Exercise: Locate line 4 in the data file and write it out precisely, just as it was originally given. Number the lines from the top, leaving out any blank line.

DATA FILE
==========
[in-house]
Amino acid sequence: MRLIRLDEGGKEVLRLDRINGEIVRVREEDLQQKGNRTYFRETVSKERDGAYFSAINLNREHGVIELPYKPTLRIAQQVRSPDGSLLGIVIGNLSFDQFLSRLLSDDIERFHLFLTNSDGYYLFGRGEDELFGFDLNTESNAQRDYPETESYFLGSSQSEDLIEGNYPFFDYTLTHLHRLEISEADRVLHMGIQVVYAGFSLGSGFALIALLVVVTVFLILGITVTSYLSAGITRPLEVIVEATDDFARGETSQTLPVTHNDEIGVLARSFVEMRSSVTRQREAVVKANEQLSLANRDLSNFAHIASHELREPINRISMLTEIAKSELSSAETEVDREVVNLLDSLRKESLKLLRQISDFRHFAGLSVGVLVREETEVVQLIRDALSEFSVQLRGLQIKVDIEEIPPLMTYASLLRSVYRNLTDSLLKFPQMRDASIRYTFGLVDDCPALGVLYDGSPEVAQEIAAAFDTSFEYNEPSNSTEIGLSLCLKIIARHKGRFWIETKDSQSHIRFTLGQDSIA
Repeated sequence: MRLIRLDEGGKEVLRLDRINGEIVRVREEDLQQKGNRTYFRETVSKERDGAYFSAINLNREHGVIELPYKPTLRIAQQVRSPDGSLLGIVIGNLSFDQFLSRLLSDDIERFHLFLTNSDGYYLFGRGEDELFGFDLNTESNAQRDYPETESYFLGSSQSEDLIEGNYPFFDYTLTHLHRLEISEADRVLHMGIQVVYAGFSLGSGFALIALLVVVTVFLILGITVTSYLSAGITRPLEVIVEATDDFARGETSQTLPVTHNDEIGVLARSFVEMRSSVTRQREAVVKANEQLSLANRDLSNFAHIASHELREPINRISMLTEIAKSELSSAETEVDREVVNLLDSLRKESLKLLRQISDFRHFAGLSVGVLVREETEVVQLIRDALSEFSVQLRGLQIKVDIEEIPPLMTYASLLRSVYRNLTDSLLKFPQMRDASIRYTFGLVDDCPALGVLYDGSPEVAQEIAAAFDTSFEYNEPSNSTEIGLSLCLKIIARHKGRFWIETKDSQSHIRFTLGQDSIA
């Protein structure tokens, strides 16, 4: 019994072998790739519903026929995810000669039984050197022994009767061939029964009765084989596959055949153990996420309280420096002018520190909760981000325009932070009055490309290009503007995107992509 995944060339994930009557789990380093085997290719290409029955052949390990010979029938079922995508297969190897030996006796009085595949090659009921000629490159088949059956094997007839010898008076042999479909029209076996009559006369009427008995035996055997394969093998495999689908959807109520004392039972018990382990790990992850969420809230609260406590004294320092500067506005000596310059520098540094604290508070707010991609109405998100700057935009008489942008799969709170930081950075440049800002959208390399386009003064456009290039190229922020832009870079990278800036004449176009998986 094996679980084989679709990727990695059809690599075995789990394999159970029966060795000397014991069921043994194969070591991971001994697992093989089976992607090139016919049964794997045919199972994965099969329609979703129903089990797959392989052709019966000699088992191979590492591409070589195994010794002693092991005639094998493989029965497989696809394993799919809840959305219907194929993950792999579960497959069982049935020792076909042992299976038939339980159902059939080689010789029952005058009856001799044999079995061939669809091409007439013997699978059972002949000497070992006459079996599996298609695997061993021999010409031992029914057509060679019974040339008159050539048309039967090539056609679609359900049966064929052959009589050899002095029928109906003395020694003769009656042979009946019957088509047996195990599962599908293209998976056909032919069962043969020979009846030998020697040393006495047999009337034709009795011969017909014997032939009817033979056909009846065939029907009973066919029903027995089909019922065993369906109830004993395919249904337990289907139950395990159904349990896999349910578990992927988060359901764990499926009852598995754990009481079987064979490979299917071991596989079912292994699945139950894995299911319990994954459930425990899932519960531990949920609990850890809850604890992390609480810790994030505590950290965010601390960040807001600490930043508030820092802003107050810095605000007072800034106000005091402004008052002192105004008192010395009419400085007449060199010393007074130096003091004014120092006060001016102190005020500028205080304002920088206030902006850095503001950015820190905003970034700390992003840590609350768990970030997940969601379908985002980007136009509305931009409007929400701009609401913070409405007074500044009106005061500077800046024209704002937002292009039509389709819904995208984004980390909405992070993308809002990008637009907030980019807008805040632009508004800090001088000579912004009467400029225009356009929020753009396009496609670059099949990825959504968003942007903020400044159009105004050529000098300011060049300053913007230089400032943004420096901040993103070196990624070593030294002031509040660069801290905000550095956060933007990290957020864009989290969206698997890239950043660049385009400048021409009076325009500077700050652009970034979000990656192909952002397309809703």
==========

């Protein structure tokens, strides 16, 4: 019994072998790739519903026929995810000669039984050197022994009767061939029964009765084989596959055949153990996420309280420096002018520190909760981000325009932070009055490309290009503007995107992509 995944060339994930009557789990380093085997290719290409029955052949390990010979029938079922995508297969190897030996006796009085595949090659009921000629490159088949059956094997007839010898008076042999479909029209076996009559006369009427008995035996055997394969093998495999689908959807109520004392039972018990382990790990992850969420809230609260406590004294320092500067506005000596310059520098540094604290508070707010991609109405998100700057935009008489942008799969709170930081950075440049800002959208390399386009003064456009290039190229922020832009870079990278800036004449176009998986 094996679980084989679709990727990695059809690599075995789990394999159970029966060795000397014991069921043994194969070591991971001994697992093989089976992607090139016919049964794997045919199972994965099969329609979703129903089990797959392989052709019966000699088992191979590492591409070589195994010794002693092991005639094998493989029965497989696809394993799919809840959305219907194929993950792999579960497959069982049935020792076909042992299976038939339980159902059939080689010789029952005058009856001799044999079995061939669809091409007439013997699978059972002949000497070992006459079996599996298609695997061993021999010409031992029914057509060679019974040339008159050539048309039967090539056609679609359900049966064929052959009589050899002095029928109906003395020694003769009656042979009946019957088509047996195990599962599908293209998976056909032919069962043969020979009846030998020697040393006495047999009337034709009795011969017909014997032939009817033979056909009846065939029907009973066919029903027995089909019922065993369906109830004993395919249904337990289907139950395990159904349990896999349910578990992927988060359901764990499926009852598995754990009481079987064979490979299917071991596989079912292994699945139950894995299911319990994954459930425990899932519960531990949920609990850890809850604890992390609480810790994030505590950290965010601390960040807001600490930043508030820092802003107050810095605000007072800034106000005091402004008052002192105004008192010395009419400085007449060199010393007074130096003091004014120092006060001016102190005020500028205080304002920088206030902006850095503001950015820190905003970034700390992003840590609350768990970030997940969601379908985002980007136009509305931009409007929400701009609401913070409405007074500044009106005061500077800046024209704002937002292009039509389709819904995208984004980390909405992070993308809002990008637009907030980019807008805040632009508004800090001088000579912004009467400029225009356009929020753009396009496609670059099949990825959504968003942007903020400044159009105004050529000098300011060049300053913007230089400032943004420096901040993103070196990624070593030294002031509040660069801290905000550095956060933007990290957020864009989290969206698997890239950043660049385009400048021409009076325009500077700050652009970034979000990656192909952002397309809703």